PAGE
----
And then there’s collaboration, often thought of as a vital component of strong cultures. It makes sense doesn’t it? Every team has a culture, so it would stand to reason that teamwork be important for all cultures. Not so fast! There are a myriad of businesses and functions in which independent work will be valued over teamwork.
Sometimes, solo is better
How often do you read a news article penned by multiple authors? Wouldn’t a teacher or trainer be more effective if they could independently tailor a presentation to fit their personal presentation/facilitation style? You may employ a team of programmers, but odds are they each prefer to write code by themselves. So do photographers, data analysts, lab technicians, accountants. Some employees are just meant to fly solo. Forcing collaboration upon these functions may result in a loss of efficiency, a watering down of individual style or voice, group think, and/or disgruntled employees who prefer to be autonomous.
Of course, collaboration is still core to many cultures. Firms looking to grow through mergers & acquisitions, continuous improvement, innovation, global expansion, even customer-centricity might all benefit from very collaborative cultures. When working with a newly acquired business, opening a new market, brainstorming and testing new ideas, or helping colleagues meet customer needs, how well employees work together matters. It just matters more for some organizations than others. When you link your target culture to strategy, you’ll know if multiple heads really are better than one, or if there are too many cooks in the kitchen.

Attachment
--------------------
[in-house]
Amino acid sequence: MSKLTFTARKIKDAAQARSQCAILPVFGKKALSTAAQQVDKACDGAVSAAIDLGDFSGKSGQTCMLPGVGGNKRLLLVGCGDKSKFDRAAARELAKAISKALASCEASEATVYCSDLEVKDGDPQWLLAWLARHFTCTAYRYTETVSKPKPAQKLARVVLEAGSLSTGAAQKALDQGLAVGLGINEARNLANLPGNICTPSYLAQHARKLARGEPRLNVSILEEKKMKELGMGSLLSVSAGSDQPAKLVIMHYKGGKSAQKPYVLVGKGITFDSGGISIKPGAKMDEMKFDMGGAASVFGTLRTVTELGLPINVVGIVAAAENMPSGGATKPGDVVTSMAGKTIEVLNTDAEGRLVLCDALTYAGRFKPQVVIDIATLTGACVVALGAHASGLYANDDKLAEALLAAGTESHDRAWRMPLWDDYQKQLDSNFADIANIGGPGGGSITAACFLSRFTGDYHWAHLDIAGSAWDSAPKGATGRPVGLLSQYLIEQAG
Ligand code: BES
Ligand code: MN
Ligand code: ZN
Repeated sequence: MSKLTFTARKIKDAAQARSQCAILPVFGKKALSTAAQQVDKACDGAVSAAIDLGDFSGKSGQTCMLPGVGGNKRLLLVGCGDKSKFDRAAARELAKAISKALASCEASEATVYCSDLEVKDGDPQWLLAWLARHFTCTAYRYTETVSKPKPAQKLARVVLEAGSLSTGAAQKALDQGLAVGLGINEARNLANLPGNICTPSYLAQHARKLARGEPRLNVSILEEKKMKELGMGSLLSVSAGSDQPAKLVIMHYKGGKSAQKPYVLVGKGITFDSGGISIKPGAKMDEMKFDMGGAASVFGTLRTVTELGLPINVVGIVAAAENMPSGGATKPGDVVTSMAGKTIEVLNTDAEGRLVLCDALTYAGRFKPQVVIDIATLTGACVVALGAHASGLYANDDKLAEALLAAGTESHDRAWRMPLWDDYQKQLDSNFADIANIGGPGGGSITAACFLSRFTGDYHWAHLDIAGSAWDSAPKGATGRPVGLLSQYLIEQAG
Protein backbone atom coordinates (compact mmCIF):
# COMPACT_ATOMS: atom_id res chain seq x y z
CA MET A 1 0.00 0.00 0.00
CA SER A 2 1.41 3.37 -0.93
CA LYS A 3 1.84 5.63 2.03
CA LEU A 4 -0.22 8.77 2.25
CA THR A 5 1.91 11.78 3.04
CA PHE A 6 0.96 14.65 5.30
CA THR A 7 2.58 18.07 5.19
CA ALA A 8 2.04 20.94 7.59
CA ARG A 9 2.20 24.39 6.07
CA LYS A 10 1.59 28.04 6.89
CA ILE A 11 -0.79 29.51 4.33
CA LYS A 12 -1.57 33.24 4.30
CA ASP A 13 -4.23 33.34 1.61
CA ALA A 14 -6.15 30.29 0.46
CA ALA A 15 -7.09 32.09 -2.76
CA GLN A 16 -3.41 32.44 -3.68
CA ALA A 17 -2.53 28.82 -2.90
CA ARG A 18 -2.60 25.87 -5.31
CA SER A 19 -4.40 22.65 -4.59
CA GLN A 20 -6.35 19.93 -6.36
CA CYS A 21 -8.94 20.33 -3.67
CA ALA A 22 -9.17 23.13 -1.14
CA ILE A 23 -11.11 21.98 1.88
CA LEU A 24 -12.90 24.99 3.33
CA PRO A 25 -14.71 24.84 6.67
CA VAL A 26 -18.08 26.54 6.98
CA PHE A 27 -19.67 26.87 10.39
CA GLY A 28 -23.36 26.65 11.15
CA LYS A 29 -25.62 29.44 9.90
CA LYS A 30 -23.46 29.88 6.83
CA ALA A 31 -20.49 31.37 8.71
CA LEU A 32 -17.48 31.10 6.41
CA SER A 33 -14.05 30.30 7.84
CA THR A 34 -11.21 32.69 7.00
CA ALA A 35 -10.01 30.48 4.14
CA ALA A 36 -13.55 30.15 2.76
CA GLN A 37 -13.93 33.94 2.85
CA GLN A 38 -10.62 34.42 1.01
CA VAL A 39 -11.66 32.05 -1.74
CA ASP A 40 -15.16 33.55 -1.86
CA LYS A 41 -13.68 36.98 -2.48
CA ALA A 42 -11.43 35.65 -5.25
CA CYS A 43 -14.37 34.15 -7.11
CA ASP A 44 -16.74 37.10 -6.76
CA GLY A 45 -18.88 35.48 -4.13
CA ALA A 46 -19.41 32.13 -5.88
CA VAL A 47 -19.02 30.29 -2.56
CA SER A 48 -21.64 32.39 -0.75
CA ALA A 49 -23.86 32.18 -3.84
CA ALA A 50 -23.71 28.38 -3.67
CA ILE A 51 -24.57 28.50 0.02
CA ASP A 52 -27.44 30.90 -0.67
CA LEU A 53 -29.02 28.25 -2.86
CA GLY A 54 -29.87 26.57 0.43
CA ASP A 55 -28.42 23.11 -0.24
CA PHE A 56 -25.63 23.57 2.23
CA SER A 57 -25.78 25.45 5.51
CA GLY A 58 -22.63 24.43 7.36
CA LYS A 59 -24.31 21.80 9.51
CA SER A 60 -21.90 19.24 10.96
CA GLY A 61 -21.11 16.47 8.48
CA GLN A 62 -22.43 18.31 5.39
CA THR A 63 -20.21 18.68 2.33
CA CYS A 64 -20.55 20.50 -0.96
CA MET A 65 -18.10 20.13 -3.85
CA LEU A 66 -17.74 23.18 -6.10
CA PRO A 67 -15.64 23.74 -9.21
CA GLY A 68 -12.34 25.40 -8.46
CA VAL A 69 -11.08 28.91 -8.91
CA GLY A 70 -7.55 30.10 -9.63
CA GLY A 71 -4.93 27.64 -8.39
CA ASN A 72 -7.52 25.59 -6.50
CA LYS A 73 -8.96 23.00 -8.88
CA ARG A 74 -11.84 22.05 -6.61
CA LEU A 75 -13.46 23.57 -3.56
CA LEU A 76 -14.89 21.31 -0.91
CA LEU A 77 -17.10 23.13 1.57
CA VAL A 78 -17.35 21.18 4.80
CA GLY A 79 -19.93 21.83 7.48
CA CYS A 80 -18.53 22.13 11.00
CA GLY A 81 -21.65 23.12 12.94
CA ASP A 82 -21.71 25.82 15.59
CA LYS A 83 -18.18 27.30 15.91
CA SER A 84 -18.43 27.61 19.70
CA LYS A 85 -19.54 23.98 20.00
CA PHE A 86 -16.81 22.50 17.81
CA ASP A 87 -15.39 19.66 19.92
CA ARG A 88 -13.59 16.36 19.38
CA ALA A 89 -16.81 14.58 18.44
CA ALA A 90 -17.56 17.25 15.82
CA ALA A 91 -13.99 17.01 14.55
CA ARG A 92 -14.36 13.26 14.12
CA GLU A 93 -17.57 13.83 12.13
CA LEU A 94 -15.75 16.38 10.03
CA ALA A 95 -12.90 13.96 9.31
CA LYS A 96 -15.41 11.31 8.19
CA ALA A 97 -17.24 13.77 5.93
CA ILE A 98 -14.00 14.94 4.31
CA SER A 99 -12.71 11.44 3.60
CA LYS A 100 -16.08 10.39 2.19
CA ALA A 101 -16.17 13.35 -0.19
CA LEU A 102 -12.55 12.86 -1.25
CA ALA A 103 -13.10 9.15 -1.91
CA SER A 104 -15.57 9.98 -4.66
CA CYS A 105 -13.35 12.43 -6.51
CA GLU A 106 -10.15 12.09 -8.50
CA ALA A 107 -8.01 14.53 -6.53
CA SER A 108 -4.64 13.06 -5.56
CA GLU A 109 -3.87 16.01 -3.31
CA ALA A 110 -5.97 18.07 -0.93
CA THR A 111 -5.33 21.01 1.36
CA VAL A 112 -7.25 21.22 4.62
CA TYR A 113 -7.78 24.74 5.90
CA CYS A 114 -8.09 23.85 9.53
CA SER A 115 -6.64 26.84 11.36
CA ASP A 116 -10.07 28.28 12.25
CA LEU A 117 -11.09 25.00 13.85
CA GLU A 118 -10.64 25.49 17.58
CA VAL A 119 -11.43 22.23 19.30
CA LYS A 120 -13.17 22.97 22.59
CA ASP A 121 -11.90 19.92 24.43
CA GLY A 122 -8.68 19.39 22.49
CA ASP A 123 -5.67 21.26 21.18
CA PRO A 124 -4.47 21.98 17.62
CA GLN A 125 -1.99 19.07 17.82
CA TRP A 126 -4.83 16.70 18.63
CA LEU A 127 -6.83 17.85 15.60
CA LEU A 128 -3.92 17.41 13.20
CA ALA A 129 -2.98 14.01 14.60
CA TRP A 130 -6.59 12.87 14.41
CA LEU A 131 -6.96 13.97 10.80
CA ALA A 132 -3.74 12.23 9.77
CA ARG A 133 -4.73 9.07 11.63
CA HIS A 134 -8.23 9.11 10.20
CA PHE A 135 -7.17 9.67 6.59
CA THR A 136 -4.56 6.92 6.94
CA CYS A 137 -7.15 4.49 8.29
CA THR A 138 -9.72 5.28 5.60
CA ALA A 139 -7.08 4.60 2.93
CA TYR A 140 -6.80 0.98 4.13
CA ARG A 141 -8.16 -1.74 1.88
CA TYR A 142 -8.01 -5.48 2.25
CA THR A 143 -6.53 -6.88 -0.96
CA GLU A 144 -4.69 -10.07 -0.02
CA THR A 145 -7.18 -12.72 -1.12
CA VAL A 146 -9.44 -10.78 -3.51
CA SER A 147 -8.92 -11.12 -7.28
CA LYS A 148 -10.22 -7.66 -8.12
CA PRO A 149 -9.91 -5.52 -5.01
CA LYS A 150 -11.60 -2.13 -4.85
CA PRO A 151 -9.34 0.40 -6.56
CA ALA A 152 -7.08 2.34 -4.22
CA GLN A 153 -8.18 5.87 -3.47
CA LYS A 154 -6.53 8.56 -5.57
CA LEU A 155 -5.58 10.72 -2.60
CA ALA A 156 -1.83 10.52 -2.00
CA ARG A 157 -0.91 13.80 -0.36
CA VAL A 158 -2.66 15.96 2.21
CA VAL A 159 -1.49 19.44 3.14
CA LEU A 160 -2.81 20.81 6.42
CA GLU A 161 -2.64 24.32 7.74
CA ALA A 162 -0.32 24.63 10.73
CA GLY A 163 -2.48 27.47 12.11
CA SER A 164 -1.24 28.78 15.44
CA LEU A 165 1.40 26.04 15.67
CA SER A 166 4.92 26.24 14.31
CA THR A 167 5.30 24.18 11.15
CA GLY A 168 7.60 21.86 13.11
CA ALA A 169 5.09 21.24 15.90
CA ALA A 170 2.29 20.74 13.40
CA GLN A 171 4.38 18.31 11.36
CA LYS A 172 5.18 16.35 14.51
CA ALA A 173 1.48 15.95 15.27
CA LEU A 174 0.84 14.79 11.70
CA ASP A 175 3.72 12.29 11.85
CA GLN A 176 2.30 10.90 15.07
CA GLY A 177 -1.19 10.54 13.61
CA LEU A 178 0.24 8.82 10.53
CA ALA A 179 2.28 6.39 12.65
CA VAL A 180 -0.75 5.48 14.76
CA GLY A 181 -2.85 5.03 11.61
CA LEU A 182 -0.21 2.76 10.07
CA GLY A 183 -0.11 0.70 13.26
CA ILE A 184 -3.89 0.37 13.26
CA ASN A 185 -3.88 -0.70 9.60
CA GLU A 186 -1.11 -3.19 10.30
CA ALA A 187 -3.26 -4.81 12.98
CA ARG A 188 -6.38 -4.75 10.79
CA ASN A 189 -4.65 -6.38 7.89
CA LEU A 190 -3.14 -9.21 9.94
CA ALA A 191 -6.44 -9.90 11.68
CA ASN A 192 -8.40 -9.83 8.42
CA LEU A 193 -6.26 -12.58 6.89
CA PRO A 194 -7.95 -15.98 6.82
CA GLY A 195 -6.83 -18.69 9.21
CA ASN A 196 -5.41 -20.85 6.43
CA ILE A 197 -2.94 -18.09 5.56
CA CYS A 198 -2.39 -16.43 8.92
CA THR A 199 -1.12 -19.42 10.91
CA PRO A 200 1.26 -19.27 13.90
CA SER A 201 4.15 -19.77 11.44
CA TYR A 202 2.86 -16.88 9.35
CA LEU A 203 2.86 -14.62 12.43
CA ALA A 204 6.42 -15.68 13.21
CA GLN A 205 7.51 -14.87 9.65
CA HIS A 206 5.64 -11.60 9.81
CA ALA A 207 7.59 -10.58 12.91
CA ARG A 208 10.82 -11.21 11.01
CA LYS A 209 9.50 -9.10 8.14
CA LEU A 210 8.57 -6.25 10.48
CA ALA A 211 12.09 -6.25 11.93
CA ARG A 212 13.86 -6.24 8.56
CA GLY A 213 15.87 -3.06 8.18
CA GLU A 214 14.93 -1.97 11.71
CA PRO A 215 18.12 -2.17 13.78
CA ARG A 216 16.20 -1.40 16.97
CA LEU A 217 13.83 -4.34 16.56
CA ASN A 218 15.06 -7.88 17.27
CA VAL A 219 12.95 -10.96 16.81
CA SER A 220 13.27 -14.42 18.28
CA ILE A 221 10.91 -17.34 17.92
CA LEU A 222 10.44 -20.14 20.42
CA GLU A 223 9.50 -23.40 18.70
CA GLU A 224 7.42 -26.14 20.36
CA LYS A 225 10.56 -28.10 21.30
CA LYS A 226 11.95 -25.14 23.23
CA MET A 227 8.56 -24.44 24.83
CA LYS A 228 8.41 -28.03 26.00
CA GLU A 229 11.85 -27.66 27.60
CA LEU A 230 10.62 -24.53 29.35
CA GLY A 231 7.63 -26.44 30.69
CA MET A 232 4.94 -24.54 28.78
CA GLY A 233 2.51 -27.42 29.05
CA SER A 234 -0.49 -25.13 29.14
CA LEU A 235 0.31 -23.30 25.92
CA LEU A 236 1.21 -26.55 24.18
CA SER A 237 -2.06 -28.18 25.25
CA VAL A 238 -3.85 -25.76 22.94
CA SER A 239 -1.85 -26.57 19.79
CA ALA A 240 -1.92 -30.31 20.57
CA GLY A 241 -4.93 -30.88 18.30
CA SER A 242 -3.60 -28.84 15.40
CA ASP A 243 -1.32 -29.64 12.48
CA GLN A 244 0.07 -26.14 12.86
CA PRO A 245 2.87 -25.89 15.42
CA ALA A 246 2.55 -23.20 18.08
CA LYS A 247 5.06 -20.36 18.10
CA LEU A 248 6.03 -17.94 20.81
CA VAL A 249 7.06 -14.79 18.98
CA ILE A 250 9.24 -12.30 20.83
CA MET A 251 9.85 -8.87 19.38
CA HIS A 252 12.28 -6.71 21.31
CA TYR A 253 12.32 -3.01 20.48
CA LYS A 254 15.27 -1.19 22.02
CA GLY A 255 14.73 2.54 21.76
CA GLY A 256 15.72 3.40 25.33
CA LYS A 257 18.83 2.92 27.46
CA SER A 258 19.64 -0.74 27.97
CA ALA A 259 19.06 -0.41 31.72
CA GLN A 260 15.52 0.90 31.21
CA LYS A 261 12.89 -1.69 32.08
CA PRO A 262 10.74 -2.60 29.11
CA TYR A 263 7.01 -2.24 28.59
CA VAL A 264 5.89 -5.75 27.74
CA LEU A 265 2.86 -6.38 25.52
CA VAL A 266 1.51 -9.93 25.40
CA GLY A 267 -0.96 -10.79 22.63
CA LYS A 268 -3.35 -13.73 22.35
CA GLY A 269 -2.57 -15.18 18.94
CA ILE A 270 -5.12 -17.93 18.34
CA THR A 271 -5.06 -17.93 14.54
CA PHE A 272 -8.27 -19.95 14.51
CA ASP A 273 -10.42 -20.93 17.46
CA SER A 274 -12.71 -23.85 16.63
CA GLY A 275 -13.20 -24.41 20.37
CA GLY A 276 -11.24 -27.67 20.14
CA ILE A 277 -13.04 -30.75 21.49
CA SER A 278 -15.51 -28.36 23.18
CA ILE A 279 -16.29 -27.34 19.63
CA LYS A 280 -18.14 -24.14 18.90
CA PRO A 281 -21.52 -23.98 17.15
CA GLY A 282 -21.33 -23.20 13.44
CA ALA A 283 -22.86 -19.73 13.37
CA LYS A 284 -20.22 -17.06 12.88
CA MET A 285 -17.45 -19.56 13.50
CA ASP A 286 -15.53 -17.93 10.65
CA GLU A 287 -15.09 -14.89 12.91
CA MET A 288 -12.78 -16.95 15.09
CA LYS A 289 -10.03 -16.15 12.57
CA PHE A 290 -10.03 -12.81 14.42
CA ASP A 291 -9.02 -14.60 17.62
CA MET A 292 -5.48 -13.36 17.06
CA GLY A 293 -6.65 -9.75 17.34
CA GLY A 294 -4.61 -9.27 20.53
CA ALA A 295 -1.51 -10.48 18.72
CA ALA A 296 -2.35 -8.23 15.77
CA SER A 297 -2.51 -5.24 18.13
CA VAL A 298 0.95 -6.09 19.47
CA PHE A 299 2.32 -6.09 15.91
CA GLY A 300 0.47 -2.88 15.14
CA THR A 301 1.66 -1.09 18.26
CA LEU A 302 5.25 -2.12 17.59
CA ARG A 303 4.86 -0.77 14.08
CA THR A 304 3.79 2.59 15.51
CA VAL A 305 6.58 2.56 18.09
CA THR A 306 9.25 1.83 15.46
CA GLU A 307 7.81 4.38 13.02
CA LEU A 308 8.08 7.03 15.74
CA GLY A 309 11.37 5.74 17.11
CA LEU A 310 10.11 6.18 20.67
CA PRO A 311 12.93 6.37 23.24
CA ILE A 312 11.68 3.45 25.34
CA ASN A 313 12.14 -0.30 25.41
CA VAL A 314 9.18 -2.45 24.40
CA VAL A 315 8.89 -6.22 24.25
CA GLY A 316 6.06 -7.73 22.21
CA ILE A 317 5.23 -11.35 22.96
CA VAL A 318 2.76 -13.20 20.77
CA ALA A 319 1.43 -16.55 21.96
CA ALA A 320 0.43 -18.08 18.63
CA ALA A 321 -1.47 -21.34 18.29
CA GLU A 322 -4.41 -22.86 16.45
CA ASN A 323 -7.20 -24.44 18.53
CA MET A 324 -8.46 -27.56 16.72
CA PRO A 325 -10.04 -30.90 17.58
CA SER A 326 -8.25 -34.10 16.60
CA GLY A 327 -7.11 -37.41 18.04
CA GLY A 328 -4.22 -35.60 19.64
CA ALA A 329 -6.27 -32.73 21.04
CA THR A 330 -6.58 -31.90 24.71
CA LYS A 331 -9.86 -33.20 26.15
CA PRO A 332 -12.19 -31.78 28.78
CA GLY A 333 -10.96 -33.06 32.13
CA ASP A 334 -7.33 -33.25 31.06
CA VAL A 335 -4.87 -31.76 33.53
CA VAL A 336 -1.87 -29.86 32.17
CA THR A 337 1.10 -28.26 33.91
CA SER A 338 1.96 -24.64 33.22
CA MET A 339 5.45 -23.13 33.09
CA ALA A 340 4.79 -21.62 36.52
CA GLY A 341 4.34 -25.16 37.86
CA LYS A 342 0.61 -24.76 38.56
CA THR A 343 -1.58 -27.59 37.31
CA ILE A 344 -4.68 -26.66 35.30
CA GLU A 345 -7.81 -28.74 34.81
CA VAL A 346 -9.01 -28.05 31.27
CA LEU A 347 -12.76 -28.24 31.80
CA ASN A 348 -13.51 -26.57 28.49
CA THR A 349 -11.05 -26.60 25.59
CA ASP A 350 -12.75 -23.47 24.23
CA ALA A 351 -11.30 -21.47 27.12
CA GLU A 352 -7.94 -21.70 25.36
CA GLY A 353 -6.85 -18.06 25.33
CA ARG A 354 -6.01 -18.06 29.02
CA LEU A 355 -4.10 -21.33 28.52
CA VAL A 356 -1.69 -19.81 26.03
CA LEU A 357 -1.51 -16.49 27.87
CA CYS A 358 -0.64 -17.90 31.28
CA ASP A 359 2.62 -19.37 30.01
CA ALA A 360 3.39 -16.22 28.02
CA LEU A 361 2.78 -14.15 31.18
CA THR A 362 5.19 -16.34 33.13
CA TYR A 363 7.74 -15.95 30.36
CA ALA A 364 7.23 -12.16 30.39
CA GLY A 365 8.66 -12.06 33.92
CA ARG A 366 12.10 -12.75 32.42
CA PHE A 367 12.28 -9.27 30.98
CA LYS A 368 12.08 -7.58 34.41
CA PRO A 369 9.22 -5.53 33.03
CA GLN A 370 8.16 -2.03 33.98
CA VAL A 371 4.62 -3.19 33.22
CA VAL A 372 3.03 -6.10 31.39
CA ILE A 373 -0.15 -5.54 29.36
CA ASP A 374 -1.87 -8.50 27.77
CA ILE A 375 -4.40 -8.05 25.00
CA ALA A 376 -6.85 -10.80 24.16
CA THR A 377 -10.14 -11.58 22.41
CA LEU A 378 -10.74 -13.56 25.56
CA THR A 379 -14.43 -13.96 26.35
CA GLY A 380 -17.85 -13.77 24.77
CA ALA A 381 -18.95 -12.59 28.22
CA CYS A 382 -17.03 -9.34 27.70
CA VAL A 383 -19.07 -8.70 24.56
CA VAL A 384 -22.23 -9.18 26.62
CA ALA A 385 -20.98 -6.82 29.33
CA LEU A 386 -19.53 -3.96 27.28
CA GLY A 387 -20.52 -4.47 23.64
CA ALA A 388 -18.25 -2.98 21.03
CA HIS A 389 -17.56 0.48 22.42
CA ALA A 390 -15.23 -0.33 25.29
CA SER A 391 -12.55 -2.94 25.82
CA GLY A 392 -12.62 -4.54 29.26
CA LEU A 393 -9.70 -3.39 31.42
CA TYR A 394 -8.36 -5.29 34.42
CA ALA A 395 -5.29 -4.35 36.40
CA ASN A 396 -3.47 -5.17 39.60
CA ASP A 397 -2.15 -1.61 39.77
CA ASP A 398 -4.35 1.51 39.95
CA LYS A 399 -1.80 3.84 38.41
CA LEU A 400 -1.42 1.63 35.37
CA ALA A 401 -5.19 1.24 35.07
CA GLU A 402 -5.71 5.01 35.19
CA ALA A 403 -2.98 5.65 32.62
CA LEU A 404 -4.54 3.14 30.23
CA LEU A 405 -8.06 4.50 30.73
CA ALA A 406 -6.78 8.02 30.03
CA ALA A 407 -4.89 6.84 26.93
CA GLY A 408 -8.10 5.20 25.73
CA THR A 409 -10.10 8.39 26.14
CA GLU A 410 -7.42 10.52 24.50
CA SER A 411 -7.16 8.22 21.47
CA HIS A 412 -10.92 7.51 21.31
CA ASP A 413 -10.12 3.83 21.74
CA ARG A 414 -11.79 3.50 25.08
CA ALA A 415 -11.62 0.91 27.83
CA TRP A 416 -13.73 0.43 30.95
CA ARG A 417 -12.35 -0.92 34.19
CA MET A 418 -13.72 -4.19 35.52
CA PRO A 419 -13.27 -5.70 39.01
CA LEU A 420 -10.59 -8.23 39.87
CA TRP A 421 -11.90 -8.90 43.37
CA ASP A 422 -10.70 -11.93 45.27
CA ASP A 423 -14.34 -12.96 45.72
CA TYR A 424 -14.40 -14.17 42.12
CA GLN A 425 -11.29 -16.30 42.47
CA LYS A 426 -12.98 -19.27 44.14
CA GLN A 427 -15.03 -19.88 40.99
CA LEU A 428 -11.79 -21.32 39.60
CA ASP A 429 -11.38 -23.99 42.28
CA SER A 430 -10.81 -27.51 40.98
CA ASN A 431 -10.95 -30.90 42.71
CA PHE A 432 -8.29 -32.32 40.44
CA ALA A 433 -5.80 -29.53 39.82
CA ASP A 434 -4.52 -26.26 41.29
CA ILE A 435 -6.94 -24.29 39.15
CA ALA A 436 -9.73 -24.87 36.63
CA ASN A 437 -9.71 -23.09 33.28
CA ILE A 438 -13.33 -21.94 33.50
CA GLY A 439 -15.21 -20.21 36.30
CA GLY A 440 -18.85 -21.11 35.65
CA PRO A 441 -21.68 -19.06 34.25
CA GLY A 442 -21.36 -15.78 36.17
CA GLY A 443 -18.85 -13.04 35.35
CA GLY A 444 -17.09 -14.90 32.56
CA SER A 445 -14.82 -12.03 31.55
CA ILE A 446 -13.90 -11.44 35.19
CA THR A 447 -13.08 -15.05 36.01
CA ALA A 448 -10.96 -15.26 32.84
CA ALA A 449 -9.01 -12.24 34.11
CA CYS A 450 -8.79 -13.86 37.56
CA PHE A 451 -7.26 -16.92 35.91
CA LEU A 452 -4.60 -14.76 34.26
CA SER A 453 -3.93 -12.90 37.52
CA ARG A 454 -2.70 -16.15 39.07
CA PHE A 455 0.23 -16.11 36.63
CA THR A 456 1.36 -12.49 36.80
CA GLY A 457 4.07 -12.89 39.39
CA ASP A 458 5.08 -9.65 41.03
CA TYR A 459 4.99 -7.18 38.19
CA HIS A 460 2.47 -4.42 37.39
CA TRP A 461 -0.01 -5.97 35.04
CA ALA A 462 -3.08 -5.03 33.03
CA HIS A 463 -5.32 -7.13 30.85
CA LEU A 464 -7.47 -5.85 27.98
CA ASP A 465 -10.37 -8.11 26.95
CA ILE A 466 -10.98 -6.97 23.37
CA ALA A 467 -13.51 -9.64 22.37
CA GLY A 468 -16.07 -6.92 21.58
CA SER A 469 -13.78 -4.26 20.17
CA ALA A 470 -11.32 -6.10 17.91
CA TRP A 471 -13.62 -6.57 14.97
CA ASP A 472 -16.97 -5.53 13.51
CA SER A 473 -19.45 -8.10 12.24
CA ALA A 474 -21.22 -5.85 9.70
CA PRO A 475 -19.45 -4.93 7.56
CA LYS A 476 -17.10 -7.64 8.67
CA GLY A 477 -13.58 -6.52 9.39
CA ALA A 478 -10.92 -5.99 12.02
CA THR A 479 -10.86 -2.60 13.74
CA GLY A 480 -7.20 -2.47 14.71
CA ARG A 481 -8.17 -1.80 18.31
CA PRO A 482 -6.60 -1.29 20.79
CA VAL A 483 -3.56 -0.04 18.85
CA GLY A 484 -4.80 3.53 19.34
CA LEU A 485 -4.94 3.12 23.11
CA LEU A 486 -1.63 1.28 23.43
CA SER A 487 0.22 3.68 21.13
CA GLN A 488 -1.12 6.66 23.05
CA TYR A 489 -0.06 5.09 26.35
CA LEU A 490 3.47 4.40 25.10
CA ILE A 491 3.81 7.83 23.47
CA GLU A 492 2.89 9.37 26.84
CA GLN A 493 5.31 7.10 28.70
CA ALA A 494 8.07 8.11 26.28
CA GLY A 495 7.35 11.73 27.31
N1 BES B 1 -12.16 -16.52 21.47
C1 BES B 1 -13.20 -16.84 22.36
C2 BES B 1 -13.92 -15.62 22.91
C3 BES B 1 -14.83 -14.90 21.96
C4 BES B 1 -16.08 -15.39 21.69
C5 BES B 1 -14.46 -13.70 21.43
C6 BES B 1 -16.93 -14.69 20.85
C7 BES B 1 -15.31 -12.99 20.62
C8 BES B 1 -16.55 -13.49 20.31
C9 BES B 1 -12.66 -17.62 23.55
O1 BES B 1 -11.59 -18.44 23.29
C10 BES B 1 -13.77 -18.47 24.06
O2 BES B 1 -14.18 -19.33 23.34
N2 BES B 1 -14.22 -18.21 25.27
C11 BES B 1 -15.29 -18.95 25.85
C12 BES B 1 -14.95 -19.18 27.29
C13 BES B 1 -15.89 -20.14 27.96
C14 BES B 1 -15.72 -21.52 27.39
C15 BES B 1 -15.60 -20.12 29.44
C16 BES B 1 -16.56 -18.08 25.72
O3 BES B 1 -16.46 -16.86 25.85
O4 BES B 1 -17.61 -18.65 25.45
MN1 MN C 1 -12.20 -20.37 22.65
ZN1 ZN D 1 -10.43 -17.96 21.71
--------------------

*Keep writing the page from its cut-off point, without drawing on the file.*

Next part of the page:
Agility is the must-have
And then, above all, there’s agility. Once a feature of culture that might have been thought of as a “nice to have” it has lately become indispensable, and unavoidable. Economic and societal changes once thought unimaginable have taken place in just a few months. All organizations are now reaching for sustained agility in order to survive and thrive.
The extent to how quickly we need to move may be dictated by external forces like a global pandemic, but they can also be decided by strategy, if our goal is to outpace competitors. Whether we are able to proactively disrupt our industry by moving fast, or whether we can keep up with external changes will largely be determined by our culture. Whatever the goal, the more urgent it is, the greater the need to rally your workforce quickly behind it. Firms that value agility (which is really all firms, now) should already be exploring how strongly their workforce culture is aligned with their goals.
What culture needs
Culture is truly something that leaders must care about, and many already do. But we’ve seen so many times that caring alone won’t help your profits, or your people. Culture works best when it’s clearly defined, and clearly pointed in the strategic direction an enterprise wants to go.
For companies that want to grow and thrive, perhaps the better slogan is “strategy needs culture for breakfast.”
Ryan Cooke is a Strategist at CultureIQ